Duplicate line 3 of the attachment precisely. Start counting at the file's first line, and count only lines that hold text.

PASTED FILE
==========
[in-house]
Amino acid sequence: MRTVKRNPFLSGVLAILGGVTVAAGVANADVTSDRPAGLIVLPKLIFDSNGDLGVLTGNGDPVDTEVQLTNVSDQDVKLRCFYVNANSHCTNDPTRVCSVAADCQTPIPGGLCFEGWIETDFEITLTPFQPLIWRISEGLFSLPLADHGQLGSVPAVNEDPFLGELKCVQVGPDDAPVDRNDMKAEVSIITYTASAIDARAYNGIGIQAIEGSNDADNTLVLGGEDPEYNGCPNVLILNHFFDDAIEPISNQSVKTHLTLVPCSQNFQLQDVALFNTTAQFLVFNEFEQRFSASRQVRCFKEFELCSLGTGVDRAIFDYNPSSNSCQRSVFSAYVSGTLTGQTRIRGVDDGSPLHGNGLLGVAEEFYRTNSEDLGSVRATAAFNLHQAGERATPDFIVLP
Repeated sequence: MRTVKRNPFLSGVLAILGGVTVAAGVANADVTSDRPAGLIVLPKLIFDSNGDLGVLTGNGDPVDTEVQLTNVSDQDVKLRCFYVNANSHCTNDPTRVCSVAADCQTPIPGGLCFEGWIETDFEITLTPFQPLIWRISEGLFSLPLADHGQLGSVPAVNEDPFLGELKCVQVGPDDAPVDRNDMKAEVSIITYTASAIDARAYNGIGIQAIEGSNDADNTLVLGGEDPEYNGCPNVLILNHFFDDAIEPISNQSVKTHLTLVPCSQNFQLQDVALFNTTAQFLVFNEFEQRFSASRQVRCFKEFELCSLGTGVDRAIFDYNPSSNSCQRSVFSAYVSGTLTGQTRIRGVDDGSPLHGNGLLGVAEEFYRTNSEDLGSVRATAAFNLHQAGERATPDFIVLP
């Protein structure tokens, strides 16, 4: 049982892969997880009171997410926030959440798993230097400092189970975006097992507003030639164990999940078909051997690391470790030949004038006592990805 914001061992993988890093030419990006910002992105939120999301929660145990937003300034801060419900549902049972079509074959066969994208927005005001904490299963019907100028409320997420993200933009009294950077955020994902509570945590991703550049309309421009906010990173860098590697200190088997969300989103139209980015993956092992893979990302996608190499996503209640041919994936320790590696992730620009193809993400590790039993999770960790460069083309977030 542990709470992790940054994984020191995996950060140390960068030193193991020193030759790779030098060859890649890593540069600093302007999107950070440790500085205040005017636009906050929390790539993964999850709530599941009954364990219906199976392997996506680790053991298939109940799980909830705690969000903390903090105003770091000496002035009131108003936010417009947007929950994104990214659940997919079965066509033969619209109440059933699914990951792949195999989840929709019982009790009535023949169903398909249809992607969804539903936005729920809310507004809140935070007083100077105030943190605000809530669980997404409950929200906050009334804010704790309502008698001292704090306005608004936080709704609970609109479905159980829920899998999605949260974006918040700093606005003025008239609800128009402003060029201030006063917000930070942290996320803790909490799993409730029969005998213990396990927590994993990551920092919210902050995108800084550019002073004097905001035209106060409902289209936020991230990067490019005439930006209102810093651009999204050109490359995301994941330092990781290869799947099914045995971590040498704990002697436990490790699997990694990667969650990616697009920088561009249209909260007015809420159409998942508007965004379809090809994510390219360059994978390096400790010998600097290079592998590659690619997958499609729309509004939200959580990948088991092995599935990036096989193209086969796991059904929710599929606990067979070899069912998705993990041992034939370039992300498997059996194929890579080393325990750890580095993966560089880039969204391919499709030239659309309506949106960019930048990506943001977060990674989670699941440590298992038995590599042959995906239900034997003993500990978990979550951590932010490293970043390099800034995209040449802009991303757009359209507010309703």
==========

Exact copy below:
Repeated sequence: MRTVKRNPFLSGVLAILGGVTVAAGVANADVTSDRPAGLIVLPKLIFDSNGDLGVLTGNGDPVDTEVQLTNVSDQDVKLRCFYVNANSHCTNDPTRVCSVAADCQTPIPGGLCFEGWIETDFEITLTPFQPLIWRISEGLFSLPLADHGQLGSVPAVNEDPFLGELKCVQVGPDDAPVDRNDMKAEVSIITYTASAIDARAYNGIGIQAIEGSNDADNTLVLGGEDPEYNGCPNVLILNHFFDDAIEPISNQSVKTHLTLVPCSQNFQLQDVALFNTTAQFLVFNEFEQRFSASRQVRCFKEFELCSLGTGVDRAIFDYNPSSNSCQRSVFSAYVSGTLTGQTRIRGVDDGSPLHGNGLLGVAEEFYRTNSEDLGSVRATAAFNLHQAGERATPDFIVLP